Why I Write By George Orwell Analysis
There are many distinct reasons that compel writers to write, according to Joan Didion and George Orwell in their essays titled “Why I Write.” Their ideals are mostly different, but their end result is the same, which is basically being able to put words on paper for people to think about and enjoy. Didion admits that she stole the title from George Orwell, which acknowledges the fact that there are similarities in their writing. Orwell wrote his in 1946 and Didion in 1976. They share a similar motive as well as tone in their essays, however their writing styles differ.
Both authors want to persuade readers to their point of view. Orwell has this sense of hostility in his writing as well when saying that in order to write he must …show more content…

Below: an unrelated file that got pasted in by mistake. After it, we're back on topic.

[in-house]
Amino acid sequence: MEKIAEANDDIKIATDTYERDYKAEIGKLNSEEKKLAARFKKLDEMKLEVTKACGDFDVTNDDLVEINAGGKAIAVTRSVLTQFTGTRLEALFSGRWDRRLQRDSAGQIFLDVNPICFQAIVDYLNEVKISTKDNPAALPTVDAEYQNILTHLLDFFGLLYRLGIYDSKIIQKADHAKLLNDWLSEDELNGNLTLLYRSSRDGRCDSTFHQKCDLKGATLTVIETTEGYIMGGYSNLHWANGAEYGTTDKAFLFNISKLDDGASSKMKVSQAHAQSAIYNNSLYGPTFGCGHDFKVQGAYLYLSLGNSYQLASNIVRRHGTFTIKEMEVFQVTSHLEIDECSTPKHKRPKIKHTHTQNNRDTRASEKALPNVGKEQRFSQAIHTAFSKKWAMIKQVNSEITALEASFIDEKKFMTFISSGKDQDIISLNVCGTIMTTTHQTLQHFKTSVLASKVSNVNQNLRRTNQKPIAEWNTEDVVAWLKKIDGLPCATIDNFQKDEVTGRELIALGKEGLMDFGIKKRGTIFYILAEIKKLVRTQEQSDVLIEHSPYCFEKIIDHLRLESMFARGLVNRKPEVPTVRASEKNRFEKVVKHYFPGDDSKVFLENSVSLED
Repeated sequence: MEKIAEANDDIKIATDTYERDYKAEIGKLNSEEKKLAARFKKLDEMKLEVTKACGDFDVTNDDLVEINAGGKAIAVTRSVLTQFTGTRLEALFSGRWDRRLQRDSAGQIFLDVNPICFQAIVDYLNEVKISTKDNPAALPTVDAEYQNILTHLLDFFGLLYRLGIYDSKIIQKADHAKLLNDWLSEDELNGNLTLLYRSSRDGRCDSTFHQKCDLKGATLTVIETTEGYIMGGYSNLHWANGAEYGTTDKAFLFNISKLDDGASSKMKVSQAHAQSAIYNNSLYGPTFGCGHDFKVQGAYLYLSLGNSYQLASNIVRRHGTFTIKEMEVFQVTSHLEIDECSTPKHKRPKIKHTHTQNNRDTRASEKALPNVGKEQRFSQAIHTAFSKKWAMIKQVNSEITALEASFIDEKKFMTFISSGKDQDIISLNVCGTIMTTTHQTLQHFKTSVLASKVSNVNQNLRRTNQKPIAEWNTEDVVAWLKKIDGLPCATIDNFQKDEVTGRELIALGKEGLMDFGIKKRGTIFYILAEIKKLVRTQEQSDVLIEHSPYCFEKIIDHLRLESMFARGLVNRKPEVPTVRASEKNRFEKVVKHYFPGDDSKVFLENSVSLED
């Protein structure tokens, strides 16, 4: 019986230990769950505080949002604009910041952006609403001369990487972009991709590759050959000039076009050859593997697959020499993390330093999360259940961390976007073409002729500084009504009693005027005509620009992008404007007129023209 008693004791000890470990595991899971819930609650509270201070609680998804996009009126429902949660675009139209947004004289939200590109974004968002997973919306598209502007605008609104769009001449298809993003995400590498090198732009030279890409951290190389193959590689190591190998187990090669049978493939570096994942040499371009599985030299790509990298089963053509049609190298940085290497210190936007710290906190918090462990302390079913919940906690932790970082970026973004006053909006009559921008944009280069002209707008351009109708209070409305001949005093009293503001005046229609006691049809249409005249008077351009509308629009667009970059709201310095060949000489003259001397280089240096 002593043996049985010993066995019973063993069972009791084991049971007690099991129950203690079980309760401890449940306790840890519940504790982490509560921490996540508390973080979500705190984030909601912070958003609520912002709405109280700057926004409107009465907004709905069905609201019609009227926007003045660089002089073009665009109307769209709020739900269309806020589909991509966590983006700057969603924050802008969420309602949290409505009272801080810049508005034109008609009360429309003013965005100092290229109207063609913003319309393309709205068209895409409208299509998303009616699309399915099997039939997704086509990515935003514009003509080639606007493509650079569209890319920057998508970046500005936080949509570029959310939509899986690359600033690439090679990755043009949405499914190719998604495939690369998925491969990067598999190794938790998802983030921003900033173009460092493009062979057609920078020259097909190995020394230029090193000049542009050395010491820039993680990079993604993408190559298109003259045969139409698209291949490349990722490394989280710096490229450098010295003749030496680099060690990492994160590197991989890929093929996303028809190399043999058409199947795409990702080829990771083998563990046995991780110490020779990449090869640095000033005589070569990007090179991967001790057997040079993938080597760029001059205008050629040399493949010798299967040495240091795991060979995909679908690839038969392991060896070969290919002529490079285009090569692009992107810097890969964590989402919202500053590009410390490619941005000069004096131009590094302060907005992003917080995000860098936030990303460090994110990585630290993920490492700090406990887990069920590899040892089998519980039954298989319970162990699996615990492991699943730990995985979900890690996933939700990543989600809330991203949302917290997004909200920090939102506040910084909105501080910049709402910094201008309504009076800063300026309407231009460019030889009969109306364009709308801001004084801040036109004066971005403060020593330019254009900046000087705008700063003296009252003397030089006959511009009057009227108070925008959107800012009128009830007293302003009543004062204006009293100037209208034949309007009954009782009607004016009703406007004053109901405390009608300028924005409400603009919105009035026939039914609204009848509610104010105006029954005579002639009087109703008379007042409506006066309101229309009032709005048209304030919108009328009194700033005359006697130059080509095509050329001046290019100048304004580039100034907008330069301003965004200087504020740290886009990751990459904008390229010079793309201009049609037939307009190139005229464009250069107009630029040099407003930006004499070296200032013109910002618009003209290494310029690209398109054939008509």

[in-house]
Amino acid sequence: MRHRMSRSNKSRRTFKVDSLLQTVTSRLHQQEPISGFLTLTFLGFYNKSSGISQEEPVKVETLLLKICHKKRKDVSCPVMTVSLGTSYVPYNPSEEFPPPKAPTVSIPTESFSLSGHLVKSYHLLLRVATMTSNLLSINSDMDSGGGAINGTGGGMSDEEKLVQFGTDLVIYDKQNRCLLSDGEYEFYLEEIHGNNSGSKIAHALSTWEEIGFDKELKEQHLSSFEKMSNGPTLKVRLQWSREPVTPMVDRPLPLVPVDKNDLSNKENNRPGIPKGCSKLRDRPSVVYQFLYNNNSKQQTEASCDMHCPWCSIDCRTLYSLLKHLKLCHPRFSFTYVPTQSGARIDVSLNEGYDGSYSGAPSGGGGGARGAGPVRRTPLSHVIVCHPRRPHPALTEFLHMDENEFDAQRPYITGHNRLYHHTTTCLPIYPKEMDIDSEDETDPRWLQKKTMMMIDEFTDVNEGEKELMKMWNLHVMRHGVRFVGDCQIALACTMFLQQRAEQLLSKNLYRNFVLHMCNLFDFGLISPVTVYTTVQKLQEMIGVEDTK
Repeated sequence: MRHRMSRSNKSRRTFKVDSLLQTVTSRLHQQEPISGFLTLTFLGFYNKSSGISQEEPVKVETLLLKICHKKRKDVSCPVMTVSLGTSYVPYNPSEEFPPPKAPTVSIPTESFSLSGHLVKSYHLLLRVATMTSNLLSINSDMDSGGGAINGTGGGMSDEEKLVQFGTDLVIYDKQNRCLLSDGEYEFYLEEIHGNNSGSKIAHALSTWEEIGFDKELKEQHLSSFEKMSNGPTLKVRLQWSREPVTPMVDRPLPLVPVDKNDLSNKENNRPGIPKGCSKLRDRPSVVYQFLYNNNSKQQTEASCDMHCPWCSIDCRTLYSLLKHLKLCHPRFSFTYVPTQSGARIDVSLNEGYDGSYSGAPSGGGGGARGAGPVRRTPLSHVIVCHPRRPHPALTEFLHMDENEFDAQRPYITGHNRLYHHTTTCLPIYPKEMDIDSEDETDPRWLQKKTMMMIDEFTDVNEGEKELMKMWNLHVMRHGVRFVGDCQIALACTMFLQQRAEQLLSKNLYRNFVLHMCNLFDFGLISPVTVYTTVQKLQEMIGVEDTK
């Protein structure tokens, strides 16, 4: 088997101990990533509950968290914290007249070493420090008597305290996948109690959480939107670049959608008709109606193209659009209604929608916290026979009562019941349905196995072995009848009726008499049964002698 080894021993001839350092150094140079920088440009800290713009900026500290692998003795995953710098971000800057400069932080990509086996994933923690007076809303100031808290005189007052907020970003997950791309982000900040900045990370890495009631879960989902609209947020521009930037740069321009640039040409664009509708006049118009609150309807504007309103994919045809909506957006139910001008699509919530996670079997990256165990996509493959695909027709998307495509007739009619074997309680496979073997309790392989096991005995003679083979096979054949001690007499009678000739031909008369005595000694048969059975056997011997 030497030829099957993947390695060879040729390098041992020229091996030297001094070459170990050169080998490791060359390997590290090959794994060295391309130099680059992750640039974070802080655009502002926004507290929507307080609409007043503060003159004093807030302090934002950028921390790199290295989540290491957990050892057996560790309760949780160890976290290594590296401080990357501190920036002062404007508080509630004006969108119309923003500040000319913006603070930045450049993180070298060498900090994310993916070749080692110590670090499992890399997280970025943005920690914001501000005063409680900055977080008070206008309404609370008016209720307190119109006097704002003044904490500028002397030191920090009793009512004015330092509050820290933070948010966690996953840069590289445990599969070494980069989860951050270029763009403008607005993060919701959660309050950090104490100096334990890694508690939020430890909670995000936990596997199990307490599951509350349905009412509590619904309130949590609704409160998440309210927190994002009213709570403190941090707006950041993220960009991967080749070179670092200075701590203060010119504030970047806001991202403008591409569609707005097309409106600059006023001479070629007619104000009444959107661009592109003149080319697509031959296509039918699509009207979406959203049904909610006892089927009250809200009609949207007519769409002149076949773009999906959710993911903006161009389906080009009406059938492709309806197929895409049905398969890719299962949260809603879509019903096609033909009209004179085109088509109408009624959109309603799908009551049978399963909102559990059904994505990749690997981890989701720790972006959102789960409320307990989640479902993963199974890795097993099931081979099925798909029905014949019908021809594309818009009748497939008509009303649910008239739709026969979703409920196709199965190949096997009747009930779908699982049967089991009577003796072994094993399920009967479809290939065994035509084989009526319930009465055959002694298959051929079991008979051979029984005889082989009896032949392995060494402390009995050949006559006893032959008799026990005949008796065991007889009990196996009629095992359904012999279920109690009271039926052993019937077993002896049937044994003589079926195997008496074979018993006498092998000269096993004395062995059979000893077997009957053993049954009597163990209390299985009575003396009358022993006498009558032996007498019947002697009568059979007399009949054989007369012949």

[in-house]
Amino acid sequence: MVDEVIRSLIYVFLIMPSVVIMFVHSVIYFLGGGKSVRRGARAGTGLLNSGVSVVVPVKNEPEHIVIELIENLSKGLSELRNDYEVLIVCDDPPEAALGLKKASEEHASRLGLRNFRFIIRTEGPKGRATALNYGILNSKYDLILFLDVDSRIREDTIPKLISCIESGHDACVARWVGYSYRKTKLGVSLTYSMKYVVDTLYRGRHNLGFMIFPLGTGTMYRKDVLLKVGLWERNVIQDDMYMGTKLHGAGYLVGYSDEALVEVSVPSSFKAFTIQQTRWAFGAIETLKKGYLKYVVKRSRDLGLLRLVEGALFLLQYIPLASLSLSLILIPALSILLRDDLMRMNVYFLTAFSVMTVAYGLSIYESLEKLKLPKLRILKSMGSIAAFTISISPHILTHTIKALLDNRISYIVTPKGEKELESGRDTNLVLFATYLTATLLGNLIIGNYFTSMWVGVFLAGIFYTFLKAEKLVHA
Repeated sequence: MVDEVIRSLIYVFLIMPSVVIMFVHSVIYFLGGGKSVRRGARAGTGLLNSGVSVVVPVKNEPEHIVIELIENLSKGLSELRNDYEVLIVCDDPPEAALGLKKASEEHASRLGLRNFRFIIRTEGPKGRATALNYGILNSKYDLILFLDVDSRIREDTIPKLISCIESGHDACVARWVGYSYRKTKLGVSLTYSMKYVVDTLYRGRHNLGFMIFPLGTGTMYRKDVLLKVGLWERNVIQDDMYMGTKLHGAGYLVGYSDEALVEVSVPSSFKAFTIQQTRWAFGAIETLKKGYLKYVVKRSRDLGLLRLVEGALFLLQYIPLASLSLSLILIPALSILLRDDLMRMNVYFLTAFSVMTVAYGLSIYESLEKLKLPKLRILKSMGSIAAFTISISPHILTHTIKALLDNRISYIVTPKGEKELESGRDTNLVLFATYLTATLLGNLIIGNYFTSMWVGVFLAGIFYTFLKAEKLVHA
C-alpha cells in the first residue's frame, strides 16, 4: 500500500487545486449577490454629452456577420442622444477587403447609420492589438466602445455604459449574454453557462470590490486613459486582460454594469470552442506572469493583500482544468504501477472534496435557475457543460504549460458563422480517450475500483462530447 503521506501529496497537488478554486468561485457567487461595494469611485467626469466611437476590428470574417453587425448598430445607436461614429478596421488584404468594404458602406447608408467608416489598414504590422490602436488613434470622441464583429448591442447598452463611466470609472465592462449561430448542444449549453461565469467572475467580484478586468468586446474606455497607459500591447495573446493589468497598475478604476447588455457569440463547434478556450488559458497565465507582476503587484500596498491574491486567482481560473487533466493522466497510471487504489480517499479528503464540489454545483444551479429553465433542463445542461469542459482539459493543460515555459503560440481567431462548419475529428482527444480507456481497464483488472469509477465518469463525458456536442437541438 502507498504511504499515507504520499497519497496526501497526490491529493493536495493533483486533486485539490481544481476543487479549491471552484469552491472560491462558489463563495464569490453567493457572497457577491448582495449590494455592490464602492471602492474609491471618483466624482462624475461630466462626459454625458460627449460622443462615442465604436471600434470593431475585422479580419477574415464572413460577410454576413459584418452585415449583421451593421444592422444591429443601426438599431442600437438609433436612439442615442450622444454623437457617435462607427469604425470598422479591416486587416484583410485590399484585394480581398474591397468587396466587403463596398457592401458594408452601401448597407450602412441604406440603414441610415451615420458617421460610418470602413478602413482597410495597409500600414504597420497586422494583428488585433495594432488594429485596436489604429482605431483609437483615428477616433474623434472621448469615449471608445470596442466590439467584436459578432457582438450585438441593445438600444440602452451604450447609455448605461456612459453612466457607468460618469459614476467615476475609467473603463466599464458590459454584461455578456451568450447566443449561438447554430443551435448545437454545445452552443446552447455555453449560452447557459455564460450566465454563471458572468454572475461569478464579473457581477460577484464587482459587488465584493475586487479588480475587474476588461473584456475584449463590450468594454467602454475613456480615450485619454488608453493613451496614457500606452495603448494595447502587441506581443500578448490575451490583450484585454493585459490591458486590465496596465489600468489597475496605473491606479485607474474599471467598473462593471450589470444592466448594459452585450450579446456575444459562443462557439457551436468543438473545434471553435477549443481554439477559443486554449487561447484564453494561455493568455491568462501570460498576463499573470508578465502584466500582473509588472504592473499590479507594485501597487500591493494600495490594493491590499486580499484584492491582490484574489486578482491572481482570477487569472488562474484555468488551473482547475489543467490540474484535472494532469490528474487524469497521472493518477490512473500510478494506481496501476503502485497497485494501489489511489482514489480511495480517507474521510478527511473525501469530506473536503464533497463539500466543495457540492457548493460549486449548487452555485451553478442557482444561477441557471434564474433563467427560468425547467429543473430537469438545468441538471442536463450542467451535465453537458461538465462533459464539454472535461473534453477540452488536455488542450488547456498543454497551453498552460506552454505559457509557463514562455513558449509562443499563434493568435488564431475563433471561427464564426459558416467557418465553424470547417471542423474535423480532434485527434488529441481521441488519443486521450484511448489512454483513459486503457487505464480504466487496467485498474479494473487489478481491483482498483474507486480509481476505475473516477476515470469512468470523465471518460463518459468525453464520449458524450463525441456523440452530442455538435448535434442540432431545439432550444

Orwell’s tone is somewhat somber and regretful in this essay. “And looking back through my work, I see that it is invariably where I lacked a political purpose that I wrote lifeless books and was betrayed into purple passages without meaning, decorative adjectives, and humbug generally.” He criticizes his old work immensely because it wasn’t the message he wanted to get across in his writing. Didion’s tone is self-deprecating as well, critiquing her current and past endeavors in writing. “By which I mean (I am) not a “good” writer or a “bad” writer but simply a writer, a person whose most absorbed and passionate hours are spent arranging words on a piece of paper.”
There are many differences in these authors style of writing. Visual description is a key characteristic of Didion’s style, by reading this essay you can truly get a sense of her method of writing.
Orwell’s style of writing was very matter-of-fact and almost cynical, but with a realistic point of view. The writing is somewhat dry and approaches a list of events in a way. He also writes in the form of a personal essay, but talks about writers as a whole rather than just himself. Orwell’s style is very straightforward, making his point clear and simple, but gives